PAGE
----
16 Matching Annotations
  1. Oct 2020
  2. Jul 2020
    1. we recognize a hope that human connections facilitated by technologies can help learners engage more fully with the knowledge and ideas that shape our world. And from critical digital pedagogy,[11] as developed by Digital Humanities-influenced thinkers at Digital Pedagogy Lab out of educational philosophy espoused by scholars such as Paulo Freire and bell hooks, we recognize a commitment to diversity, collaboration, and structural critique of both educational systems and the technologies that permeate them.

      It seems like now is a good time to do some collaborative rewriting of history to get some structural critique from diverse perspectives and a more inclusive angular views.

    2. the tragedy of “disposable assignments”[7] that “actually suck value out of the world,” and he postulated not only that OERs offer a free alternative to high-priced commercial textbooks, but also that the open license would allow students (and teaching faculty) to contribute to the knowledge commons, not just consume from it, in meaningful and lasting ways.

      It seems like the opportunity to do this- contribute- makes the work authentic from the beginning. Full of possibilities to make the world better.

    3. autonomy and interdependence; freedom and responsibility; democracy and participation.”

      These are interesting juxtapositions. The first two seem to have some opposing tensions, but democracy and participation seem to be more synonymous.

  3. Feb 2020
    1. Over the two weeks, I realized that listening is a cornerstone of pedagogical justice.

      An approach to education influenced by the Italian Resistance Movement in WWI, the Reggio Emilia Approach, identifies listening as a pedagogy and Carlina Rinaldi articulates it well. Here are some quotes from collaborative work from [Reggio Children and Harvard's Project Zero] x

  4. Jan 2020
    1. Last, I learned that my students had a preferred audience: their peers.

      Alex- thanks so much for sharing these personal and powerful teacher/teaching take aways! I, too, have found that most of my former 3rd and 4th graders' most important audience was their peers! It was a powerful learning moment for me. I almost said surprising, too. It was surprising and, at the same time, I wondered why it was a surprise. It makes sense.

    2. body positivity, self-care, and inclusion. The zine had a 1970s punk aesthetic and was completely anonymous. Students decided to sign their contributions with monikers; their anonymity was intended to make the zine more edgy and provoke

      This reminds me of the pamphlet writing from the Hamilton-Jefferson era in which they engaged in edgy writing to provoke public discourse under Greek pseudonyms conveying characteristics of the writers. Recently read (listened to <3 Audible) Ron Chernow's Alexander Hamilton bio in which the pamphlet writing reminded me of our current Twitter political exchanges. This is an authentic engagement!

    3. Furthermore, the students had the power to conclude a unit once they felt that they had sufficiently addressed their inquirie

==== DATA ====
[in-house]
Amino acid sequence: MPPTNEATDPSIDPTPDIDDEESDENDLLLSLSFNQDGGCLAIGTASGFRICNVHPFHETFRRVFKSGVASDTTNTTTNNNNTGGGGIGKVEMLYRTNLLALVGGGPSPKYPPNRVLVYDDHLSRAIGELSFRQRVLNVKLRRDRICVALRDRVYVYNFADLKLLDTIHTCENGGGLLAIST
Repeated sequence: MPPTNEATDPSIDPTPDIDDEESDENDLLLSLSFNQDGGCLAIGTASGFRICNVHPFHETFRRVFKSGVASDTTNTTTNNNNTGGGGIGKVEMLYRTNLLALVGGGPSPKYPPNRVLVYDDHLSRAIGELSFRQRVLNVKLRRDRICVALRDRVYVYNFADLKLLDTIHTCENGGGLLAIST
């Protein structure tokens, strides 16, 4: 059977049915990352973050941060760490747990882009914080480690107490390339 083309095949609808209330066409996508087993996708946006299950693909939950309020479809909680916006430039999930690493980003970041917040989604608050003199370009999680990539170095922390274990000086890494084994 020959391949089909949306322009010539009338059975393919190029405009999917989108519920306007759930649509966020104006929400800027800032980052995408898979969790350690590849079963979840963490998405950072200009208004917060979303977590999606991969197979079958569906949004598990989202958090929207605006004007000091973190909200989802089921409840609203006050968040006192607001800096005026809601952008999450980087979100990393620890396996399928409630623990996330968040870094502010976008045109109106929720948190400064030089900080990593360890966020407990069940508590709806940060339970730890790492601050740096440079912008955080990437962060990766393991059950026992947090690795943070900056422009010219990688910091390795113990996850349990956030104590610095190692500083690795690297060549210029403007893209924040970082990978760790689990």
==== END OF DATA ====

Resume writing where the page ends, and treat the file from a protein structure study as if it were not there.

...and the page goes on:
I appreciate your acknowledgement of "students had the power".... You didn't "empower" them. You gave them a space to use the power they already have to do this kind of work.

    4. I didn’t know where the class was headed

      Another Reggio philosophy is understanding that to practice a Pedagogy of Listening and teaching into the intentions of our students makes us vulnerable and that we have to become more comfortable living with doubt and uncertainty. We participate in a process of Negotiated Learning that is child originated and teacher framed. This is an early childhood approach, and my background (K-4). Possibly adolescents can frame their own learning? Here is more info on Negotiated Learning.

  5. Dec 2019
    1. Writingletters and words backwards may occur in any child prior to 2nd grade or the age of eight or nine.

      Appreciate this acknowledgement as a developmental process.

    2. “Dyslexia is a different brain organization

      I appreciate this acknowledgement! I will look for research I read in the 1990s that found a high percentage of engineers with dyslexic tendencies. I have also read The Gift of Dyslexia which refers to a brain that perceives the world more 3-dimensionally. Many artists identify, or a have been identified, as dyslexic. Appreciate the focus on difference rather than deficit.

    3. imperfect ability

      I would argue that no one has perfect ability. I think this is a poor wording choice.

    4. have difficulty forming letters as a result of the lack of phonological skills.

      I have to disagree with Moats here. I have worked with students with dyslexic tendencies who can segment sounds, but have difficulties with letter perception and formation. I think it goes back to Wolf's definition of different brain organization and the research on 3-D thinking and perceptions of people with dyslexia.

    5. It is interesting that OK is using this definition for dyslexia. It is one that I also prefer as it refers to a difference rather than a deficit or disability. There is also research pointing to a high percentage of engineers and artists with dyslexia. Some have described this type of brain as engaging with the world in a more 3-dimensional manner. I'll add some resources later.

  6. Mar 2019
    1. I use the terms “Native” and “Indigenous”

      Thank you for highlighting respectful words to use. Often the "larger culture" needs to learn respectful language to engage and continue in conversations around topics in which we feel unequipped, and, therefore, often remain silent.

    2. the larger culture needs to unlearn and rethink how the identities of Indigenous peoples are represented and taught

      Unlearning seems to be more difficult than initial learning regardless of the concept or topic.